Monday 4 May 2020
Remdesivir: Empty hype or genuine hope?
Asanka Wijetunga BSc (Adv). MD Student
Many drugs have been touted as ‘cures’ for the COVID-19 pandemic, including the anti-malarial chloroquine, the anti-influenza Favipiravir, and the anti-Ebola Remdesivir. With the media and world leaders boldly weighing in on their effectiveness, often with little regard for clinical findings, it can be hard to distinguish the fact from the fancy. Following the recent release of data from a 1000-strong double-arm clinical trial of Remdesivir, I will briefly explore what the science says about its effectiveness in treating COVID-19.
For coronaviruses to replicate within a host cell, they must first produce many copies of their own RNA genetic code, a task performed by viral RNA polymerase. This enzyme works by binding to a strand of viral RNA and producing a complementary transcript using available nucleotides. Remdesivir belongs to a drug class known as “nucleoside analogues”: it looks like a normal RNA nucleotide and is therefore incorporated by RNA polymerase into the transcript (Figure 1). However, once Remdesivir is incorporated, it prevents more nucleotides from being added, thus terminating transcription.
Remdesivir was initially synthesised during the West African Ebola epidemic of 2015, and was found to be effective in animal models and early clinical trials1. It showed promise in treating MERS, another deadly coronavirus, in vitro and in a prophylactic setting, where it significantly reduced viral load, clinical signs and radiological findings in rhesus monkeys.2
The first double-blind placebo-controlled trial of Remdesivir in 158 patients in China showed patients who were treated early with 10 days of Remdesivir (<10 days after symptom onset) improved more quickly than placebo controls (18 vs 23 days). However, this result was non-significant, and there was even no numerical difference if Remdesivir was delayed for >10 days. Promisingly, no deaths in this study were linked to the therapy, and less serious adverse events were noted in the Remdesivir than in the placebo group (18% vs 26%)3.
An independent US Government NIH “ACTT” trial of 10 days of Remdesivir showed that patients treated with the drug have a significantly faster recovery (11 days vs 15 days, p<0.001), and a numerically reduced mortality rate (8.0% vs 11.6%, p=0.059)4. Mortality rates amongst those hospitalised with severe COVID-19 have been documented to be as high as 14.3%5.
On the same day as the above Chinese study, Remdesivir’s manufacturer Gilead released preliminary results of the SIMPLE trial: a phase 3 trial of Remdesivir in patients hospitalised with severe COVID-19. A 5 and 10-day regimen of the drug have proven to be statistically similar at suppressing the virus, with a mortality rate of 7%6. All trials used the same dosing regimen (200mg initially, followed by 100mg daily for the remainder of the study).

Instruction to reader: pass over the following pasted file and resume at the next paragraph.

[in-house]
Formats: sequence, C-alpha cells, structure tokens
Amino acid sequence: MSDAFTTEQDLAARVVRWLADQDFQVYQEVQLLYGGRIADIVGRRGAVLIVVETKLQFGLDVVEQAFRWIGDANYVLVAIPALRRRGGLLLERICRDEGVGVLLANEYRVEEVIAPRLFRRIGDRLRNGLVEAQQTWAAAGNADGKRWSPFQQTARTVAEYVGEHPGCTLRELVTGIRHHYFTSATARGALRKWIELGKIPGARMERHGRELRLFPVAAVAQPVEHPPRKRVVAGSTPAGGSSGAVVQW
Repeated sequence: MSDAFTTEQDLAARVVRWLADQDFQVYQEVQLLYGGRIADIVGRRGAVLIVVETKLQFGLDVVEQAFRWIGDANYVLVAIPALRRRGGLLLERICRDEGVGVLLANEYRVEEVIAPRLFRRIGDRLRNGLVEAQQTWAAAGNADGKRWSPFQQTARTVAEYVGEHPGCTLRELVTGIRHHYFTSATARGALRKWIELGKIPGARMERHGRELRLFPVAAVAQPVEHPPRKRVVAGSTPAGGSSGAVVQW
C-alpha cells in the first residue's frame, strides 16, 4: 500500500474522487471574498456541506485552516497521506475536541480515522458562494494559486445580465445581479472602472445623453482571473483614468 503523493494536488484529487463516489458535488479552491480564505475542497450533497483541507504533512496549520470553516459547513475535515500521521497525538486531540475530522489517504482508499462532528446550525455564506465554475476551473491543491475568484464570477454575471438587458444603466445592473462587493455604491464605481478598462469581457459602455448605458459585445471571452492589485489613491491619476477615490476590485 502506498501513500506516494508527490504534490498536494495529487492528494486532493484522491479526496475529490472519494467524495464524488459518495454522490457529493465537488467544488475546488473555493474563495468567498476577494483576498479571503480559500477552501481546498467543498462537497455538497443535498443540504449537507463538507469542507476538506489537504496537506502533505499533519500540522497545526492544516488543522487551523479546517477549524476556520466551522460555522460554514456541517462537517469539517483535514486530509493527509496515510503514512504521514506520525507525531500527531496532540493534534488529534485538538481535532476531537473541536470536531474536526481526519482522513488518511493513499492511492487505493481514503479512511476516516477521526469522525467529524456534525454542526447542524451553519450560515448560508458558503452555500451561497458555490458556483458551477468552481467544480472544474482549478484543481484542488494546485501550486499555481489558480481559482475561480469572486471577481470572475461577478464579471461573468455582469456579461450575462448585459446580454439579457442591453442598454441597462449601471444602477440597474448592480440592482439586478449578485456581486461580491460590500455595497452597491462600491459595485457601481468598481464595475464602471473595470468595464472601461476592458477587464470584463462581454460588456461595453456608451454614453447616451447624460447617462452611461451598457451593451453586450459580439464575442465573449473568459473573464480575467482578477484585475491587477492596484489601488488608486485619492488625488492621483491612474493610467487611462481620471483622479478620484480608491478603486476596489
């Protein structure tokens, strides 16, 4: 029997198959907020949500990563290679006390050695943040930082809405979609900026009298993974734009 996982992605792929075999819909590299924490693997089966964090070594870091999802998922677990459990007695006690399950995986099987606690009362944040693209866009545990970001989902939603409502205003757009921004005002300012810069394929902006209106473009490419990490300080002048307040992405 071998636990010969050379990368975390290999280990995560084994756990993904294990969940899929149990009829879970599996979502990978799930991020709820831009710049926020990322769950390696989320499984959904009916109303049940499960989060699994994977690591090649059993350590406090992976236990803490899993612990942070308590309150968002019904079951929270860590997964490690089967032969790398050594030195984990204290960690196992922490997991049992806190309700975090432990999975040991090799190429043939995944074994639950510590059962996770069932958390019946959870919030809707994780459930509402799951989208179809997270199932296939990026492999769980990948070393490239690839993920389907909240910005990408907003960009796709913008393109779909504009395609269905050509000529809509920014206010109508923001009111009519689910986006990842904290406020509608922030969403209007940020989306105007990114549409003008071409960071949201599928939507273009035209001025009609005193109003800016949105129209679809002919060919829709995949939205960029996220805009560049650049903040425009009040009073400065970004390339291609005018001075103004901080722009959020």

Despite the somewhat underwhelming findings, experts are not too concerned – no severe adverse events have been consistently identified, and the drug does appear to work in many patients. An arsenal of drugs with variegated mechanisms of action will be required to fight the virus due to the inevitable development of resistance and mutations. In fact, the drug has been given emergency US FDA approval for use in critically ill COVID-19 patients. Remdesivir, though not the miracle drug we hoped for, is certainly a promising stepping-stone towards bringing COVID-19 to its knees.
- Warren TK, Jordan R, Lo MK, et al. Therapeutic efficacy of the small molecule GS-5734 against Ebola virus in rhesus monkeys. Nature 2016;531:381-5.
- de Wit E, Feldmann F, Cronin J, et al. Prophylactic and therapeutic remdesivir (GS-5734) treatment in the rhesus macaque model of MERS-CoV infection. Proceedings of the National Academy of Sciences of the United States of America 2020;117:6771-6.
- Wang Y ZD, Du G, Du, R, Zhao, J, Jin, Y et al. Remdesivir in adults with severe COVID-19: a randomised, double-blind, placebo-controlled, multicentre trial. The Lancet 2020;In Press
- (NIH) NIoH. NIH clinical trial shows Remdesivir accelerates recovery from advanced COVID-19. In: (NIH) NIoH, ed. Bethesda, MD 2020.
- Huang C, Wang Y, Li X, et al. Clinical features of patients infected with 2019 novel coronavirus in Wuhan, China. Lancet (London, England) 2020;395:497-506.
- Maffei D CS. Gilead’s Investigational Antiviral Remdesivir Receives U.S. Food and Drug Administration Emergency Use Authorization for the Treatment of COVID-19. In: Inc GS, ed. Gilead Sciences Inc 2020.
- Gordon CJ, Tchesnokov EP, Feng JY, Porter DP, Gotte M. The antiviral compound remdesivir potently inhibits RNA-dependent RNA polymerase from Middle East respiratory syndrome coronavirus. The Journal of biological chemistry 2020;295:4773-9.